Unfounded Hopes

Friday, June 27, 2008

People tend, when facing equally unacceptable alternatives, to rationalize inaction. They either insist that the anticipated evil will not be so bad after all (or may even be a blessing in disguise) or propose miraculous solutions.

Lately, this propensity has warped U.S. understanding of the Iranian threat. The U.S. National Intelligence Estimate on Iran, released late last year, intensified this misunderstanding; it emphasized the closing down of weapons development programs in 2003 but downplayed Tehran ’s unflagging efforts to enrich the uranium crucial to nuclear weapons production. Meanwhile, prominent voices in the United States have been saying there is little to worry about. Deterrence theorists assert that a nuclear Iran may even prove a stabilizing force in the region. They suggest that a nuclear Iran may provide the foundation for a regional order based on the Cold War doctrine of mutually assured destruction (MAD).

At the same time, proponents of democracy promotion draw a different analogy between Iran today and the Soviet Union in the mid-1980s. They focus on Iran ’s economic situation and the attraction of the younger generation to Western culture, arguing that U.S. “engagement” with civil society in Iran will generate an Iranian revolution, just as U.S. involvement with the opposition in the USSR contributed to the fall of the Soviet empire.

Unfortunately, both the deterrence theorists and those who put their faith in the triumph of democracy have pinned their hopes on flawed analogies.

Cold War nuclear deterrence was based not on small nuclear arsenals in the hands of several countries but on large stockpiles held by two nations (or two alliances) that truly did ensure mutual destruction. Moreover, the Cold War was, in essence, a bilateral struggle between U.S. and Soviet blocs, which simplified the signaling of intentions and lessened the likelihood of misunderstandings. And public discussion of nuclear weapons in the United States and the Soviet Union during the Cold War tended to be restricted to experts, meaning that policy makers could develop rational strategies with little public pressure to take more-belligerent positions. Crowds in Washington or Moscow never demonstrated, as they have in Pakistan, while holding aloft effigies of nuclear bombs and calling for them to be used.

None of the stabilizing characteristics of the Cold War strategic balance is present in the wider Muslim world. A nuclear Iran would provoke Saudi Arabia and Egypt to acquire their own military nuclear capabilities, leading to a “polynuclear” Middle East in which the potential for nuclear error would be greatly multiplied. The notoriously weak and fragmented autocracies of the Muslim Middle East have shown a much higher predilection for recklessly resorting to military force than the United States and the Soviet Union ever did. Religious and nationalistic fervor has led countries in the region into countless military debacles, such as the long, bloody war fought by Iran and Iraq in the 1980s that devastated both countries. Religiously inspired confidence in divine providence —including the Shiite belief that the Hidden Imam will fight on the side of Allah’s soldiers and protect them—heightens the risk.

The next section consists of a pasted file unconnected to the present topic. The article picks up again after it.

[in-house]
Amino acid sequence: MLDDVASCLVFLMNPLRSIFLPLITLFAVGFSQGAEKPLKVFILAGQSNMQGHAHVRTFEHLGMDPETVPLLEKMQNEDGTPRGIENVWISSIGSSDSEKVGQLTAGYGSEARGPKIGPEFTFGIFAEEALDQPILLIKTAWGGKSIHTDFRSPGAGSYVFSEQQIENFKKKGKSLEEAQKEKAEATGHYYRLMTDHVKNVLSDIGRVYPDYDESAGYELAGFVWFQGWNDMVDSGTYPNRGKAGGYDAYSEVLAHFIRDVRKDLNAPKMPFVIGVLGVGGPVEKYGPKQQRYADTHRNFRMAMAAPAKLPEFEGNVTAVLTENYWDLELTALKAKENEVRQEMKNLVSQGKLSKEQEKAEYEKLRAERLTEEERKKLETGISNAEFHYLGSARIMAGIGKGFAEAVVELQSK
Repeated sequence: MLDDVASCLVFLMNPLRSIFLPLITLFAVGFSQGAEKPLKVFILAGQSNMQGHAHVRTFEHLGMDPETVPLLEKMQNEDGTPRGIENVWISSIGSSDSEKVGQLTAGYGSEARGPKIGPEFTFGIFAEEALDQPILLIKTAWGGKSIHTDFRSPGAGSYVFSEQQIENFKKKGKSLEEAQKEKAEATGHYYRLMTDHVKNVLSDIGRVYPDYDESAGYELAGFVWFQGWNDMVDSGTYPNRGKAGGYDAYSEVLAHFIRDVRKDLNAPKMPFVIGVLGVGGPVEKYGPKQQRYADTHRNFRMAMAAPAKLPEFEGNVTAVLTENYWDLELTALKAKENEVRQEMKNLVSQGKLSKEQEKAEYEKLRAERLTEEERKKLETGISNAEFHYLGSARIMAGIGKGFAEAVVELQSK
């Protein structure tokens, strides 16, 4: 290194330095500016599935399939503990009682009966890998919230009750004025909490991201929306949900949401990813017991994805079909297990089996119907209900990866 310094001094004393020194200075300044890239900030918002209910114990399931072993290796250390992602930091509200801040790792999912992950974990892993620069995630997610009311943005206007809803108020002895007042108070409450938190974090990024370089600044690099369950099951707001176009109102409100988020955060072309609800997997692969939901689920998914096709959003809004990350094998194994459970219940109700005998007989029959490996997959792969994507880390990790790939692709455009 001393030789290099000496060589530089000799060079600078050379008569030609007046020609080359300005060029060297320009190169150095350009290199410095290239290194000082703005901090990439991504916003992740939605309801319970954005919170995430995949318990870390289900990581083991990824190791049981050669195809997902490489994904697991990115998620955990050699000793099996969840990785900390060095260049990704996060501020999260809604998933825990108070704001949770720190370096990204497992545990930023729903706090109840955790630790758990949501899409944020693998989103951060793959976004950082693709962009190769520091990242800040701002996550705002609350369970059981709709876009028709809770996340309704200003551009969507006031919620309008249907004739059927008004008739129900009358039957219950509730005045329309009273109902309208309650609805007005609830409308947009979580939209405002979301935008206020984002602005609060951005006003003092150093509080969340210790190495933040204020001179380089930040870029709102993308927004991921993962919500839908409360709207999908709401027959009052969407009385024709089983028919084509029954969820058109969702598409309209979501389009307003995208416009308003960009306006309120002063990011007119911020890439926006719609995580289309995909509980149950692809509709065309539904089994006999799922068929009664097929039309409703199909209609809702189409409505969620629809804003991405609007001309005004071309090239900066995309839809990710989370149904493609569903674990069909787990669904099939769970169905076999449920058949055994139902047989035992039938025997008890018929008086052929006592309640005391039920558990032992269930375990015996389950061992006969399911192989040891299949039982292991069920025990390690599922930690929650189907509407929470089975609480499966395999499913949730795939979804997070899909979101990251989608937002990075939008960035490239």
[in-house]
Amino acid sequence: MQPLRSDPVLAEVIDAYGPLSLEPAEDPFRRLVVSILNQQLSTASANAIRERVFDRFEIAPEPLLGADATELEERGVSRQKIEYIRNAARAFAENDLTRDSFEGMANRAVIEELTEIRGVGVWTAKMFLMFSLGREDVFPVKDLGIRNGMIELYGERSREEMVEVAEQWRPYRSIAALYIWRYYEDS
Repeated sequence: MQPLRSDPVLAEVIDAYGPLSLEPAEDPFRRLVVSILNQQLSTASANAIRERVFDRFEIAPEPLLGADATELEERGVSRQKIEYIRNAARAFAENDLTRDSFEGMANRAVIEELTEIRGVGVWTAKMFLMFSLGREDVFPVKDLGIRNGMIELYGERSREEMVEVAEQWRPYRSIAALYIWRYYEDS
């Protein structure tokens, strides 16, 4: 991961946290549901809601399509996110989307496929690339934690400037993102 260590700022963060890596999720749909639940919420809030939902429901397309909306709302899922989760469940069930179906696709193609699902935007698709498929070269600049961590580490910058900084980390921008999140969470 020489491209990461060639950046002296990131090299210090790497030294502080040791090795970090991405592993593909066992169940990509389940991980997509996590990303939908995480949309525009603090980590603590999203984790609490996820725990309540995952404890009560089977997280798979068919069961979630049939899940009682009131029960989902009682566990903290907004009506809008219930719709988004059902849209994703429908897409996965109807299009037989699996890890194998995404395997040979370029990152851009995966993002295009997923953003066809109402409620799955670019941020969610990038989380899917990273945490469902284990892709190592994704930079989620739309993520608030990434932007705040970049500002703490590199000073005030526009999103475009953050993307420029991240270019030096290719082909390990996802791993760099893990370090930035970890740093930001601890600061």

American involvement with the opposition in the USSR contributed to the fall of the Soviet empire, but it’s doubtful that American “engagement” with Iran’s civil society will generate an Iranian revolution.

The hopes for imminent democratic transformation in Iran also depend on a misleading comparison. The disparity between the Soviet Union before its collapse and Iran today is vast. The communist ideology that went bankrupt in the Soviet Union was a secular ideology superimposed on the nation ’s root culture and religion. Its abandonment did not entail giving up basic beliefs. In contrast, the Islamic government in Tehran, though lacking popularity, does represent a strong tradition in Iran that existed before the revolution and retains the devotion even of many of those who oppose the regime. Furthermore, the Soviet Union did not fall overnight. Its collapse began with the first stages of d étente in the 1970s, followed by a series of destabilizing leadership changes, the ruinous effort of keeping up with the U.S. arms buildup in the 1980s, and the demoralizing defeat in Afghanistan. At best, Iran presents weak analogies to these factors.

Even if, despite the substantial dissimilarities to the Soviet Union, one accepts that Iran is tending to a democratic counterrevolution, the time line makes the transformation largely irrelevant to the nuclear crisis. Even the optimists do not see democratic change happening within the next year or two, the time most experts believe Iran needs to cross the threshold to a military nuclear capability.

None of the stabilizing characteristics of the Cold War strategic balance exists in the wider Muslim world.

So what should be done if Iran refuses to cease enriching uranium? All options short of military action should be explored and exploited. But if, as seems increasingly likely, they prove unavailing, the most effective choice may well be a full-blown naval blockade of Iran, cutting off supplies of refined oil and other strategic goods. Because of Tehran ’s dependence for roughly a third of its refined oil on imports, a blockade would bring the regime to a breaking point within months, if not weeks. The rationing of essential commodities might cause key regime leaders and respected clerics to question the wisdom of sacrificing the country to acquire nuclear weapons.

A blockade, if necessary, would certainly entail major risks for the United States, but fewer than a military strike on nuclear facilities in Iran. Moreover, such a course would have the virtue of facing up to, rather than wishing away, the Iranian threat.